According to the National Bureau of Statistics, the children's English training industry in China is currently valued at 60 billion yuan ($8.73 billion) and it will increase by 20 percent year on year on average between 2015 and 2020.
Many scholars express doubts about the importance of learning English in a country where the language is seldom used. They argue that it may be more effective to let a small group of people with proficient English deal with all affairs requiring the use of the language.
Studies show that it's more efficient to learn a foreign language, especially in its spoken form, at an early age. As for concerns over whether bilingual learning will hinder the ability to speak either language fluently, it depends on the methods of teaching and the amount of time devoted to each language.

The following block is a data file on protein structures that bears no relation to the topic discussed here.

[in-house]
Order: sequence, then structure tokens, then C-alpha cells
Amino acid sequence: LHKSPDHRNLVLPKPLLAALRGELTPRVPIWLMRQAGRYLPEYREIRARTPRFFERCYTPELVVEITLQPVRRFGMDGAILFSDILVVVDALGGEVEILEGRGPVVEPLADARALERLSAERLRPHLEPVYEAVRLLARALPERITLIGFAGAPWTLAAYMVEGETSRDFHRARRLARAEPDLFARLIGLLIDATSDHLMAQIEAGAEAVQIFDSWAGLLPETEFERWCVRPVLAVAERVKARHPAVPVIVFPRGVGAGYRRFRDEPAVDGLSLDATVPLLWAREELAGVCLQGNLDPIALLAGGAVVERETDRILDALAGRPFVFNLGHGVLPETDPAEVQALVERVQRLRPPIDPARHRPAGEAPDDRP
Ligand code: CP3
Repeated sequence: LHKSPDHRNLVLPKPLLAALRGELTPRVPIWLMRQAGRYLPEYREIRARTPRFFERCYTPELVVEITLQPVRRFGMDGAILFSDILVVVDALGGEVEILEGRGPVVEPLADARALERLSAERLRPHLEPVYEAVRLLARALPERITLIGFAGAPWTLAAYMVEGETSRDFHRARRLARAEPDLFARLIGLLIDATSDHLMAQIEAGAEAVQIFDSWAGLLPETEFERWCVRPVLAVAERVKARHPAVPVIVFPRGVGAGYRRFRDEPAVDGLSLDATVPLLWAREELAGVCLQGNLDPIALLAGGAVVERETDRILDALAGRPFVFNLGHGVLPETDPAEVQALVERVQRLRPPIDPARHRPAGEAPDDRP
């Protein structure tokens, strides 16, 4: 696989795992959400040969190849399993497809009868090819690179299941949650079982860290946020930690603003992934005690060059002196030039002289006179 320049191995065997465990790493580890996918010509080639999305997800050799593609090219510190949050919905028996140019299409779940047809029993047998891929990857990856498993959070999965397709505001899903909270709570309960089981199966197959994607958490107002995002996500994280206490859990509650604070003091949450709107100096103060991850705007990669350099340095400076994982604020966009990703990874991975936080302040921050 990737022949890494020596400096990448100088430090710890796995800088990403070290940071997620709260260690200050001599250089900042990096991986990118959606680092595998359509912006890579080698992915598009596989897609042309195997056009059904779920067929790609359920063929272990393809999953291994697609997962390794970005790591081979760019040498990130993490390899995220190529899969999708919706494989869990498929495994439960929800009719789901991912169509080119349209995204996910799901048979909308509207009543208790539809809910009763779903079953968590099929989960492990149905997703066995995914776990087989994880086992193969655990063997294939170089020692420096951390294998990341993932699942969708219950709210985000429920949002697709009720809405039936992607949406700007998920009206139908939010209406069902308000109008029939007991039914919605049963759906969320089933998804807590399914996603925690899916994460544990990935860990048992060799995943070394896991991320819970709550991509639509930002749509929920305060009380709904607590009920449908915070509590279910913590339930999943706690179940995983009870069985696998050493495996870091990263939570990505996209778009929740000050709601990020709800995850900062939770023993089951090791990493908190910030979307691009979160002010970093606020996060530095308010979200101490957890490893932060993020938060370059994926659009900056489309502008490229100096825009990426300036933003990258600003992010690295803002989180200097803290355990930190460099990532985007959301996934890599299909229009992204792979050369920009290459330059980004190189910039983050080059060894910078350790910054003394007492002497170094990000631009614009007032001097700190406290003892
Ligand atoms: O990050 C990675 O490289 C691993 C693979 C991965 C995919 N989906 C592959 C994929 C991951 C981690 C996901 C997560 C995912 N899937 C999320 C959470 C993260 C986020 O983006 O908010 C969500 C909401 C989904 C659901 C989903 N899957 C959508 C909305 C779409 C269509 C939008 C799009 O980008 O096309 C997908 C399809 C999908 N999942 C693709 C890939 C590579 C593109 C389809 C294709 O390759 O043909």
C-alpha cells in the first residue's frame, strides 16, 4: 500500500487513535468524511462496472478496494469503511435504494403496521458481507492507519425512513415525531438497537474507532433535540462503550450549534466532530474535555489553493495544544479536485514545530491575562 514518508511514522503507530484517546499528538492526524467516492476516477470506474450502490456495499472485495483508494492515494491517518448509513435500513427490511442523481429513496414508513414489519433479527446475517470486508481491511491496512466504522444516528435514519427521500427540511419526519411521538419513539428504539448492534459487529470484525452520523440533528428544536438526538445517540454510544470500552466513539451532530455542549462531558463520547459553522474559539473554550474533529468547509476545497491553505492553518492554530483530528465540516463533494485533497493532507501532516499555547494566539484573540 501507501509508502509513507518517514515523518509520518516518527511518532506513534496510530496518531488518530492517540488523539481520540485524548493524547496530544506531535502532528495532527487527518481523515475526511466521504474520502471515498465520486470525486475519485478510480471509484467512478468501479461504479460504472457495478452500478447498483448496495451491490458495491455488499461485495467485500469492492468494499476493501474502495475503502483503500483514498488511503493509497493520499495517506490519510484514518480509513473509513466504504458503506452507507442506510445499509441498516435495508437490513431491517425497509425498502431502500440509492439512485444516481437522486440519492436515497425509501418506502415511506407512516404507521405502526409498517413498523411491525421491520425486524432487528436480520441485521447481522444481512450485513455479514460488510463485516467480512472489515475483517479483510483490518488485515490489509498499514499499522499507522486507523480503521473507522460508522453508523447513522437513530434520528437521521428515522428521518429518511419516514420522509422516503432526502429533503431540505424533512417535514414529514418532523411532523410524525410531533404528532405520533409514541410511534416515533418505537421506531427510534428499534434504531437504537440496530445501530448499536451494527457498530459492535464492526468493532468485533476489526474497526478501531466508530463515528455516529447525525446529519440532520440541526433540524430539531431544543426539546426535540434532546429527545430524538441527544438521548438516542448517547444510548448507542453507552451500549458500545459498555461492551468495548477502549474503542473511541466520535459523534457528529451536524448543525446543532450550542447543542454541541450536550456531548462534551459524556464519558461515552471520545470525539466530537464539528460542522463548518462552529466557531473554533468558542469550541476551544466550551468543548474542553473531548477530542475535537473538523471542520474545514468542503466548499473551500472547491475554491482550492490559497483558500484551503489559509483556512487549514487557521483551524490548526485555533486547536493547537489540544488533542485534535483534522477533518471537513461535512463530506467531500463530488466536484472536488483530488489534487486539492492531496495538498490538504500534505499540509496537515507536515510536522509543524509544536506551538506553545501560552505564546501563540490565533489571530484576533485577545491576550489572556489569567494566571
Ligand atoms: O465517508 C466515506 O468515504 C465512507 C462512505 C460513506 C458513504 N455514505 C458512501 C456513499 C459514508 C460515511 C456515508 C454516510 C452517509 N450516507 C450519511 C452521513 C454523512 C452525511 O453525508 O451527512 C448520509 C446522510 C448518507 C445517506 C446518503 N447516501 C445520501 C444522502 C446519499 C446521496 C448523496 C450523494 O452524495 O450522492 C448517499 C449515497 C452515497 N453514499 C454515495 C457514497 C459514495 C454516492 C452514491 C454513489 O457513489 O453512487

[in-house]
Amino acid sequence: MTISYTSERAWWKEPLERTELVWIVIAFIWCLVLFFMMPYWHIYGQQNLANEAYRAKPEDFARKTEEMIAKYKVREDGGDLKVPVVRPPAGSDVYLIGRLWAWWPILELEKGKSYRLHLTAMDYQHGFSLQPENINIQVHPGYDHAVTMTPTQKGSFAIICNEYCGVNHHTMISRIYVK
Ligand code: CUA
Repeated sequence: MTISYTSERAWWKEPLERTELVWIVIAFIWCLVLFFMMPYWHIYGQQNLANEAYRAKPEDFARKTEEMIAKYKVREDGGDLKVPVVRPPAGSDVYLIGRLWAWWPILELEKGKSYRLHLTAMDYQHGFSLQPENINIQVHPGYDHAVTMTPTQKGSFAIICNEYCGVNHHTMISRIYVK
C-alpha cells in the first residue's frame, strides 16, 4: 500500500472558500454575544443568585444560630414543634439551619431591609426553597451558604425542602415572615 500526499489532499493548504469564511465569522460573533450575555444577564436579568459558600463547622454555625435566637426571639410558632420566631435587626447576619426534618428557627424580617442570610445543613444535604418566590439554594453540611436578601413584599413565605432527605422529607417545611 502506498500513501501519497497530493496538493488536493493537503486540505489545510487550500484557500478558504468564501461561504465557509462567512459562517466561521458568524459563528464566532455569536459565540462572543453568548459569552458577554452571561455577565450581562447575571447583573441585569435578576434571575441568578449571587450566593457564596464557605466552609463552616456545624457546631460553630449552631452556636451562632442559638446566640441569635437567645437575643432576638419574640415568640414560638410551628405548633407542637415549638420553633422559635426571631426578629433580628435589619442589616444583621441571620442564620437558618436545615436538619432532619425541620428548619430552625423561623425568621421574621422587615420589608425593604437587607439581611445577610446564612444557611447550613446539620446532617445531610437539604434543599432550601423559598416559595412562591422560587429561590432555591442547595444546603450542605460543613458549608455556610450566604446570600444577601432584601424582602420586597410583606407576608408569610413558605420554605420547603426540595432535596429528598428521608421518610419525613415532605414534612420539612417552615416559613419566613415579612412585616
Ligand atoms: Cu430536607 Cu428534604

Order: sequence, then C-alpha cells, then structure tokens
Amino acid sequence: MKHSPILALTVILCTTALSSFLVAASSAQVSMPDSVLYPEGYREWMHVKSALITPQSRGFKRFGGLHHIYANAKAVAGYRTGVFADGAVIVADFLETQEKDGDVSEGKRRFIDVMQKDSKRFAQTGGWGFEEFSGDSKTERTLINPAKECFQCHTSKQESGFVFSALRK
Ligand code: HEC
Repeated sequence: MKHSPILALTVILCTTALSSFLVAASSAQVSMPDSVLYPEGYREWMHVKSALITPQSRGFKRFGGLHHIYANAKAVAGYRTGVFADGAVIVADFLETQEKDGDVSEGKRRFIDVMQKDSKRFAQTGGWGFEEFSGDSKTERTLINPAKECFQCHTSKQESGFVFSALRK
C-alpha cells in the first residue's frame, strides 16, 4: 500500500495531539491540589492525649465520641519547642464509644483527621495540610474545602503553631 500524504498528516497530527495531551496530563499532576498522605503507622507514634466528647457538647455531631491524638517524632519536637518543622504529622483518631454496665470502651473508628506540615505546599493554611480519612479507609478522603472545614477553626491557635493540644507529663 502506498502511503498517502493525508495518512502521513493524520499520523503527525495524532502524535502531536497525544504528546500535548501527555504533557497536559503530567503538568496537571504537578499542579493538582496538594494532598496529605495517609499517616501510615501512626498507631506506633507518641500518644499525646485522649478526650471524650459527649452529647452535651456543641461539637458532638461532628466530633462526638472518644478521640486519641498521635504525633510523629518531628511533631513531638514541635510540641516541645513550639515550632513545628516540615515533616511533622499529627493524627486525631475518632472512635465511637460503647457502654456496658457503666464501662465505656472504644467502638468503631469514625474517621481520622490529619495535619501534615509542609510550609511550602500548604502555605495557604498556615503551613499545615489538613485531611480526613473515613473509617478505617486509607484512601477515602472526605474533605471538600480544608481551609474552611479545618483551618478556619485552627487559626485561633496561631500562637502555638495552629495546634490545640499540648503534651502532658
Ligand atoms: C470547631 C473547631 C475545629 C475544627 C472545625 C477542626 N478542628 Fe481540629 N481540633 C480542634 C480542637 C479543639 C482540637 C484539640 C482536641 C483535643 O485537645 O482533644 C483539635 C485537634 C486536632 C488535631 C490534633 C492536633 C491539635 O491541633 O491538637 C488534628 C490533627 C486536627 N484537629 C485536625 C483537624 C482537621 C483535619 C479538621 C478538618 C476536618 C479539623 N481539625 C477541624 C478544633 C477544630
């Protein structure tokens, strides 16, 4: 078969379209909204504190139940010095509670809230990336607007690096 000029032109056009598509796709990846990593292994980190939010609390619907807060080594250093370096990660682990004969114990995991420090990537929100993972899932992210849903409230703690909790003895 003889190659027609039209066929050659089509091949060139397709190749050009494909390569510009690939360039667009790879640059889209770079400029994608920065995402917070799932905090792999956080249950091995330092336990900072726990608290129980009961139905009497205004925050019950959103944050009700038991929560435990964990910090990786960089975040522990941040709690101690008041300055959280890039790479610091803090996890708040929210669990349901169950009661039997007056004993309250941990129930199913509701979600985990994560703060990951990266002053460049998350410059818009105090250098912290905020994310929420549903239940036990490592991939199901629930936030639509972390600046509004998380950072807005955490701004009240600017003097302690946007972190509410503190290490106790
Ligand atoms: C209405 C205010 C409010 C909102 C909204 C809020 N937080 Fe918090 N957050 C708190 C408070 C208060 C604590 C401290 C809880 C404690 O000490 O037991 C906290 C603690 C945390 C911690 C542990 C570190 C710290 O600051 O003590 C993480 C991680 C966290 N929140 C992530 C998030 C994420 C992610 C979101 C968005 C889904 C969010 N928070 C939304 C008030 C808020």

From the perspective of social progress, it is inevitable for a country to evolve from a monolingual society to a multilingual one.
In order to improve the nation's overall language quality, people's ability to speak not only English, but other foreign languages as well, needs to be strengthened. This calls for elevating foreign language training to a national strategy. Moreover, efforts should be made to guarantee children's basic right to learn a foreign language. Otherwise, it will be the economic capacity of parents that determines children's proficiency of foreign languages, resulting in social inequality.
(This is an edited excerpt of an article originally published in Guangming Daily on August 13)